Insulin storage and syringe safety
Storing and safety of Insulin is a very important aspect to make sure the insulin does not lose its efficacy and activity.
General rules for storing Insulin
- To ensure that your insulin remains effective, stable and undamaged you should discard your ‘in use’ insulin after 28 days, whether in a vial or cartridge
- Insulin that is not in use should be stored in the refrigerator. If refrigeration is not possible, it can be kept at room temperature [15-25 degrees C] for 28 days
- The in use vial may be kept at room temperature [15-25 degrees C] for 28 days
- In use cartridges should be kept at room temperature and SHOULD NOT be kept in the refrigerator
- Insulin has a ‘use by’ date as well as an expiry date
Can an opened Insulin go back to the fridge?
- Shuttling opened insulin vials between refrigeration and room temperature does not appear to affect the insulin’s potency under these conditions and time periods. However, manufacturers of insulin pens do not recommend storage in a refrigerator once a pen is opened and in use
- When traveling, keep insulin on your person or in your carry-on bag. Insulin placed in suitcases that are transported in cargo holds of aircraft, boats, and buses or in car trunks may be exposed to damaging temperature extremes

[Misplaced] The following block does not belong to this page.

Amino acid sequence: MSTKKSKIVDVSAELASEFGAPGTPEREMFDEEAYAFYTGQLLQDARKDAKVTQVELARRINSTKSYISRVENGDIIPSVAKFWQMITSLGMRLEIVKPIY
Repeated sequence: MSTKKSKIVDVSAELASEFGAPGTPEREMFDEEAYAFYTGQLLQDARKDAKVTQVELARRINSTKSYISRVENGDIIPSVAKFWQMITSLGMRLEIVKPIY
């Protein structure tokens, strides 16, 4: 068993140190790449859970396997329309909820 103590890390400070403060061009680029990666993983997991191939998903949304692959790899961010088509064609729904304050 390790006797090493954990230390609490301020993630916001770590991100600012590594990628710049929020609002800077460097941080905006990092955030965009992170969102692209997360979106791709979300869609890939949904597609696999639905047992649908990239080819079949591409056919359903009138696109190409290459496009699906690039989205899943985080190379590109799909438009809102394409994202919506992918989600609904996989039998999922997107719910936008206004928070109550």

- Protect insulin from exposure to light and extremes of temperature above and below those noted. Insulin should never be stored in a vehicle, or on windowsills or ledges, where it can be exposed to such conditions
Most manufacturers recommend storing the insulin bottle at room temperature before injecting into the body.
Some other tips for storing insulin:
- Do not store your insulin near extreme heat or extreme cold
- Never store insulin in the freezer, direct sunlight, or in the glove compartment of a car
- Check the expiration date before using, and don’t use any insulin beyond its expiration date
- Examine the bottle closely to make sure the insulin looks normal before you draw the insulin into the syringe
Diabetes will remain a difficult and complex condition until we are provided with better ‘tools’ with which to control it. Until then it is important that we rule out anything which could affect our diabetic control. This must include ruling out the possibility that our insulin has started to break down so that it is less potent. This results in it being absorbed and moved around the body differently, so affecting blood glucose levels.